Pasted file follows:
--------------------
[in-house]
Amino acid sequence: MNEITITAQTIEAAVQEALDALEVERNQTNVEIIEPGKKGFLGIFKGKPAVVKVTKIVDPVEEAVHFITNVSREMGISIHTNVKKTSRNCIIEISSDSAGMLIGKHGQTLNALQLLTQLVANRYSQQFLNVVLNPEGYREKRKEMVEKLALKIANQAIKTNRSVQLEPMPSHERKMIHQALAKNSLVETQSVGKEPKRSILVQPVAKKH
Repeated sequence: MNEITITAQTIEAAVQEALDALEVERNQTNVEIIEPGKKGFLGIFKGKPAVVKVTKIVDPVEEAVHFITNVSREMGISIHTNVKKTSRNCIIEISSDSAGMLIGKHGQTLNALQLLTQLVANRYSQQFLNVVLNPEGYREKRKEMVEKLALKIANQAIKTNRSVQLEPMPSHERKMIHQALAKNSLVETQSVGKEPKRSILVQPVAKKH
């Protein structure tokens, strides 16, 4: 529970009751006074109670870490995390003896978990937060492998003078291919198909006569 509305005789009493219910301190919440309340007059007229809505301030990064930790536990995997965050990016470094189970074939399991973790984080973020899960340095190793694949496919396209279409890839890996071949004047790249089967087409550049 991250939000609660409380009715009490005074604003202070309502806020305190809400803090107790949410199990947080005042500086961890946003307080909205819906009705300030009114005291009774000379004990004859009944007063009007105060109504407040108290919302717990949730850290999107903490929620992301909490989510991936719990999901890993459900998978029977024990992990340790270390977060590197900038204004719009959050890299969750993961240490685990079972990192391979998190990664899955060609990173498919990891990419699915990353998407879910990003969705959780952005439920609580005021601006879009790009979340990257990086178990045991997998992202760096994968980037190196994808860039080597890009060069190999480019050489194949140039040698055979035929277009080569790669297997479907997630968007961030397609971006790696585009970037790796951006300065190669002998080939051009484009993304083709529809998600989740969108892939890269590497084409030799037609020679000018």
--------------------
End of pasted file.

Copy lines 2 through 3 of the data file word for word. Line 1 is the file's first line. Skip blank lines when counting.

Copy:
Amino acid sequence: MNEITITAQTIEAAVQEALDALEVERNQTNVEIIEPGKKGFLGIFKGKPAVVKVTKIVDPVEEAVHFITNVSREMGISIHTNVKKTSRNCIIEISSDSAGMLIGKHGQTLNALQLLTQLVANRYSQQFLNVVLNPEGYREKRKEMVEKLALKIANQAIKTNRSVQLEPMPSHERKMIHQALAKNSLVETQSVGKEPKRSILVQPVAKKH
Repeated sequence: MNEITITAQTIEAAVQEALDALEVERNQTNVEIIEPGKKGFLGIFKGKPAVVKVTKIVDPVEEAVHFITNVSREMGISIHTNVKKTSRNCIIEISSDSAGMLIGKHGQTLNALQLLTQLVANRYSQQFLNVVLNPEGYREKRKEMVEKLALKIANQAIKTNRSVQLEPMPSHERKMIHQALAKNSLVETQSVGKEPKRSILVQPVAKKH